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At issue in this case were two water court rulings upholding the Special Improvement District No. 1 (“Subdistrict”) of the Rio Grande Water Conservation District’s (“District”) and the State Engineer’s approval of the 2012 Annual Replacement Plan (“ARP”) developed pursuant to the Subdistrict’s decreed Plan of Water Management (“Amended Plan”). In "San Antonio, Los Pinos & Conejos River Acequia Preservation Association v. Special Improvement District No. 1" (“San Antonio”), (270 P.3d 927 (Colo. 2011)), the Supreme Court affirmed the water court’s May 2010 Decree that approved the Subdistrict’s Amended Plan and imposed additional decree conditions on that Plan. The 2012 ARP under review here was the first ARP prepared pursuant to the Subdistrict’s Amended Plan. Water levels in the unconfined aquifer within the Subdistrict declined significantly due to increased groundwater consumption and sustained drought. The Amended Plan required the Subdistrict to prepare, and obtain the State Engineer’s approval of, an ARP that prevented injury to senior water rights. Objectors San Antonio, Los Pinos and Conejos River Acequia Preservation Association Save Our Senior Water Rights, LLC, Richard Ramstetter, and Costilla Ditch Company were senior surface water right holders on the Rio Grande River and its tributaries. They appealed two pretrial rulings as well as a judgment and decree upholding the 2012 ARP. Upon review of the objections, the Supreme Court concluded that the 2012 ARP complied with the Amended Plan and 2010 Decree, and protected against injury. Accordingly, the Court affirmed the water court's pretrial orders, judgment and decree pertaining to the 2012 ARP. View "San Antonio, Los Pinos & Conejos River Acequia Preservation" on Justia Law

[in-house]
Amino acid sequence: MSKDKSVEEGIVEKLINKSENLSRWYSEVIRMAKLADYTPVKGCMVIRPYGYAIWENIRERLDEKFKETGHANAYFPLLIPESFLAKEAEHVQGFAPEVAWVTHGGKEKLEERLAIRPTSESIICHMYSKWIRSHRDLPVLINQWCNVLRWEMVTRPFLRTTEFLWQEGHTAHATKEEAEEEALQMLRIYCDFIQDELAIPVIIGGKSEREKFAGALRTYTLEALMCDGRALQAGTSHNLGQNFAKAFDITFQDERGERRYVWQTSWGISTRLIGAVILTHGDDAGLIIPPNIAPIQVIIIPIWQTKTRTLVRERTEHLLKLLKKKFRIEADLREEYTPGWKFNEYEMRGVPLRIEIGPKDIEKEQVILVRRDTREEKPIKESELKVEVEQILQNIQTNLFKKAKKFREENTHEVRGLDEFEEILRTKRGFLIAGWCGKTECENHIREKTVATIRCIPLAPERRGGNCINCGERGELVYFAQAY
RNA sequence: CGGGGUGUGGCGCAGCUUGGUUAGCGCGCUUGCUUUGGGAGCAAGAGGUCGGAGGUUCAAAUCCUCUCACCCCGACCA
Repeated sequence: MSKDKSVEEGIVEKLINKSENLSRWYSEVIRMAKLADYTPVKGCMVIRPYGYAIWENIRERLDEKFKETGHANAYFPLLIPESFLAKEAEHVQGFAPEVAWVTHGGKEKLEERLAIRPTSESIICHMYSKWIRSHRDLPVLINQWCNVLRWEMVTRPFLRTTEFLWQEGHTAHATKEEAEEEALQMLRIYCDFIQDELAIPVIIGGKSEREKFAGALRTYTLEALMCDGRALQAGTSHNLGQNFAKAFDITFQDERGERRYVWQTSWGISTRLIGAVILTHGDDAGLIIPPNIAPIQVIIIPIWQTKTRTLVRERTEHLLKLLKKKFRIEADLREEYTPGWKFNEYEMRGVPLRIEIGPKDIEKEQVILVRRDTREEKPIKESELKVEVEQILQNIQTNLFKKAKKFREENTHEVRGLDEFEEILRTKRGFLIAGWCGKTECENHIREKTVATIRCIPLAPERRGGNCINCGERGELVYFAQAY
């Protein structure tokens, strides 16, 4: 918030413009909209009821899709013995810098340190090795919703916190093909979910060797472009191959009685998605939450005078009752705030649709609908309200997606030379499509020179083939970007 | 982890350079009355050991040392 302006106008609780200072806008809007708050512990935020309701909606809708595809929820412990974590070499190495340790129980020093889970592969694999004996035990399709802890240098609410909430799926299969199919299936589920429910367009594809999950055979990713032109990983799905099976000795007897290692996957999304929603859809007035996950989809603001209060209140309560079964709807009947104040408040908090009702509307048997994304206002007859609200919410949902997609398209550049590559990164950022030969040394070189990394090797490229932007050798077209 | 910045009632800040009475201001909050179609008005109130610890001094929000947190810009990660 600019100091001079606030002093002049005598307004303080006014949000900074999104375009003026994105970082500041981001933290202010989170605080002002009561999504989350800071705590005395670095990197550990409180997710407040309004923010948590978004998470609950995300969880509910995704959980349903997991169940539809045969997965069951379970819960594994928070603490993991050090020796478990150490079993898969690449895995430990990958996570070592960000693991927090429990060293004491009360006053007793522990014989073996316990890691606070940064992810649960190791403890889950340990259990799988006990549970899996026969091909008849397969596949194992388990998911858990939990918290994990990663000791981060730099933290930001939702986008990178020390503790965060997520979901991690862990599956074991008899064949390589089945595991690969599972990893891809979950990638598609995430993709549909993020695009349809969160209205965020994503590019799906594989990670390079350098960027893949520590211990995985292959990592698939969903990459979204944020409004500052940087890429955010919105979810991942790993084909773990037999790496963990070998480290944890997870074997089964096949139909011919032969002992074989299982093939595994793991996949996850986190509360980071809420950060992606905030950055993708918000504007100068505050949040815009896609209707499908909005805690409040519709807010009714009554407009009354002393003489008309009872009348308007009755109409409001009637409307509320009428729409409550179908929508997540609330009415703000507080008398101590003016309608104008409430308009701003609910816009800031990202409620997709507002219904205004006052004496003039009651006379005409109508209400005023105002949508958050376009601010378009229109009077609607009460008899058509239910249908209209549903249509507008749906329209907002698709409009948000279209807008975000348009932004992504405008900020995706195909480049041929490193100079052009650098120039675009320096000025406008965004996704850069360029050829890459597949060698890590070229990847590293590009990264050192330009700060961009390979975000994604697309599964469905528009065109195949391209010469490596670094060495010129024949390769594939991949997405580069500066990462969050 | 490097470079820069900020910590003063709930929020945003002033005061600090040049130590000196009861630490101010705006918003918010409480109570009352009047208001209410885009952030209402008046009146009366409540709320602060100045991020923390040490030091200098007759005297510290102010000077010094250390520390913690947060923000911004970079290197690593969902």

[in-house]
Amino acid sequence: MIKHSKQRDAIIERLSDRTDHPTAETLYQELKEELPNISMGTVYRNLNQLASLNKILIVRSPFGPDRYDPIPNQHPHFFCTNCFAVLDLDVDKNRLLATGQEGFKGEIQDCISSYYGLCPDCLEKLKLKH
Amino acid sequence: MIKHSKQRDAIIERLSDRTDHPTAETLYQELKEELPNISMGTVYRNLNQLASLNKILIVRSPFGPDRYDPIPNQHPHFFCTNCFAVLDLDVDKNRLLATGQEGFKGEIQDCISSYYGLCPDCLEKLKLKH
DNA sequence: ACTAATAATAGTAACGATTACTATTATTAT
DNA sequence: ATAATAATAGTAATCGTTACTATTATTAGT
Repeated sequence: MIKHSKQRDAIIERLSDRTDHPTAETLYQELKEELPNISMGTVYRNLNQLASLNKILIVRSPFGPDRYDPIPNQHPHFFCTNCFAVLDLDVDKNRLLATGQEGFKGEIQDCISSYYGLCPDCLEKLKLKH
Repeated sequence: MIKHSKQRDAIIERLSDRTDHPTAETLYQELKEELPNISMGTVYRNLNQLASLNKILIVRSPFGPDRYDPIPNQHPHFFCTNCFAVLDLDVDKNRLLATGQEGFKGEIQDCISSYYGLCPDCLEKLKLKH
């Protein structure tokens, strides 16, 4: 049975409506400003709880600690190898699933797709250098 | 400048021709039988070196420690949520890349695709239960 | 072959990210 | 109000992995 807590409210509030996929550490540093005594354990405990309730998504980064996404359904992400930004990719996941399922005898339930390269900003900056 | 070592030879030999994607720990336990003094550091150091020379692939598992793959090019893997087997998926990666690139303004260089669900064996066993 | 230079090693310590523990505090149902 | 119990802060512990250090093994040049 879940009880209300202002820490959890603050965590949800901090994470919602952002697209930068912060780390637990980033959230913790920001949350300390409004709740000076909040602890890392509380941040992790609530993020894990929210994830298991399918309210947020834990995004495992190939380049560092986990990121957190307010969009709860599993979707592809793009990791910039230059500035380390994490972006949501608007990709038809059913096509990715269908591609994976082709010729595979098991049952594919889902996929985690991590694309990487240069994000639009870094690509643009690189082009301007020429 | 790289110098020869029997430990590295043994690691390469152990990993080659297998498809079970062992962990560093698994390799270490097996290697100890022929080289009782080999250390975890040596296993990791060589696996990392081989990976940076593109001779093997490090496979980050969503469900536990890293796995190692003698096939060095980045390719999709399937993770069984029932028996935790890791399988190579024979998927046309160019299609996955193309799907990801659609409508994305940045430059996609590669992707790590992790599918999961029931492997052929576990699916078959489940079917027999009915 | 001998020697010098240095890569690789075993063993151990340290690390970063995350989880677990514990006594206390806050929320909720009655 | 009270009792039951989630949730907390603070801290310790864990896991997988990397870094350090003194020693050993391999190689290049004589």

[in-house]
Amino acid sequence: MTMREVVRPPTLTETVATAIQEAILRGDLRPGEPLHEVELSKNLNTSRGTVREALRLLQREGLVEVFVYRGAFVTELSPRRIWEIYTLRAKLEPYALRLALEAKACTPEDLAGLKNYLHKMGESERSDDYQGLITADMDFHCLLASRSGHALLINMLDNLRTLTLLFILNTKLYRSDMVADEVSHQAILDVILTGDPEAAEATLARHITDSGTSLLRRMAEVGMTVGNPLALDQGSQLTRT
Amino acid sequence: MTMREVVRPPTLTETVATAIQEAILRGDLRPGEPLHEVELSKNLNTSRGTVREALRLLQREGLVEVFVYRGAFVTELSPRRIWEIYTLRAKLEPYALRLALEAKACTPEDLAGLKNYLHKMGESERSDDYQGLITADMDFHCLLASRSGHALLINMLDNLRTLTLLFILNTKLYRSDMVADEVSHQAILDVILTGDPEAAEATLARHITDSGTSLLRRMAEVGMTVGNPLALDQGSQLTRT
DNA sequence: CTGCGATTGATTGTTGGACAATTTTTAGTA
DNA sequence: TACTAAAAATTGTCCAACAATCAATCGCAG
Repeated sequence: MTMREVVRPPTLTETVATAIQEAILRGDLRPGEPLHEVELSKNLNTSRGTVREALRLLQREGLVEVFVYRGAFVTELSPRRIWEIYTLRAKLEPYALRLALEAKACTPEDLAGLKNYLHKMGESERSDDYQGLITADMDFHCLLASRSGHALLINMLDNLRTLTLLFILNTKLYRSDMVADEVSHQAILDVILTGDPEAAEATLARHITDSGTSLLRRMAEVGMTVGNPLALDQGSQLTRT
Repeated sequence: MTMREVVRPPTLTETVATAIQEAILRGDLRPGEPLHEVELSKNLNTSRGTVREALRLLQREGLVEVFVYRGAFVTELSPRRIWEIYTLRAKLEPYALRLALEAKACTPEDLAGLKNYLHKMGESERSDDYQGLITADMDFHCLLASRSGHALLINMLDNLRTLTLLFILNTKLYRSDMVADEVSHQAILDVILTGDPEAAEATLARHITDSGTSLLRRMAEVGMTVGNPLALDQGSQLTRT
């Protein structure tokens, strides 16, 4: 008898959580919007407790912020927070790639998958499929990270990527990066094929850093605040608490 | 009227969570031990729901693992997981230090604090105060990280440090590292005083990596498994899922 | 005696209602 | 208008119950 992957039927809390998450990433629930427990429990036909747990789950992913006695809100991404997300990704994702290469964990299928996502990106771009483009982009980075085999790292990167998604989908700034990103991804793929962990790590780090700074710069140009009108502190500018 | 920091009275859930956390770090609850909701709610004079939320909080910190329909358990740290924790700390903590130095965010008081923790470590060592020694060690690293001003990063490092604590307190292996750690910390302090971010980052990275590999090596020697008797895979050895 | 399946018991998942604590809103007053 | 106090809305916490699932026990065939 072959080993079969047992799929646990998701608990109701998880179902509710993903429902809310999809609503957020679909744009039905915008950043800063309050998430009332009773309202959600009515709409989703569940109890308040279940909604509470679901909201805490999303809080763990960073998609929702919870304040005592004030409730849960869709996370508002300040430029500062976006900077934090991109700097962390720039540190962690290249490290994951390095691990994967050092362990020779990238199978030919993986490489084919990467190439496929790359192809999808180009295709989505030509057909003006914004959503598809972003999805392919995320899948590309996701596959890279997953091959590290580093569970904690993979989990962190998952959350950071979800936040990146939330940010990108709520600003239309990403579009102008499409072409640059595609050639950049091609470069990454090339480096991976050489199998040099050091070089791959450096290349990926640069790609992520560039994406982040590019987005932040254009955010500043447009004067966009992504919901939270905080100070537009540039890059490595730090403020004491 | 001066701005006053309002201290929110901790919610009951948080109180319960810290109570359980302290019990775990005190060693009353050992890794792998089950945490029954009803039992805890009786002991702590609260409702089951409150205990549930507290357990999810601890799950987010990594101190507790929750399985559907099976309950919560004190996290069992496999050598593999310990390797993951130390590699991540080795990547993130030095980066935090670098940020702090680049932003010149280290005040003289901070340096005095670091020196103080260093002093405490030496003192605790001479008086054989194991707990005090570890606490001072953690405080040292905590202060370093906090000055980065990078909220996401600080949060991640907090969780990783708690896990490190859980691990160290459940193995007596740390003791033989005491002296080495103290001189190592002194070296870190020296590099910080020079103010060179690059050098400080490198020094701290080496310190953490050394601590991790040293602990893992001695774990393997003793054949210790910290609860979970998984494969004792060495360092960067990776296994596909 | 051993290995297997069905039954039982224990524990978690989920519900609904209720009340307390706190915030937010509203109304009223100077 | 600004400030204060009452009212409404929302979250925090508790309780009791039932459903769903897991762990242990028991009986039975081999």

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At issue in this appeal was a change of water rights filed by applicants East Cherry Creek Valley Water and Sanitation District and Colorado Water Network, Inc. (collectively, East Cherry Creek). East Cherry Creek submitted an application for change of water right involving shares it owned in the Greeley Irrigation Company (GIC) for use in its system. The Poudre Prairie Decree employed a ditch-wide analysis for calculating the amount of historical consumptive use ascribable to each GIC share. Subsequent decrees relied on the ditch-wide historical consumptive use determination made in the Poudre Decree. In making its application, East Cherry Creek asserted its ability to use the same Poudre pro-rata allocation of consumptive use water to its shares as occurred for previously changed shares in the ditch system. East Cherry Creek sought an order from the water court entering the court's denial of its Rule 56(h) motion as a final judgment, and the State and Division Engineers opposed the motion. The order was made final, and East Cherry Creek appealed denial of its Rule 54(b) motion to the Supreme Court. After review, the Court agreed with the Engineers that the water court's order did not constitute a final judgment on any claim for relief in the underlying change case. Accordingly, the Supreme Court reversed the trial court's certification order, dismissed the appeal, and remanded the case for further proceedings. View "East Cherry Creek Valley v. Wolfe" on Justia Law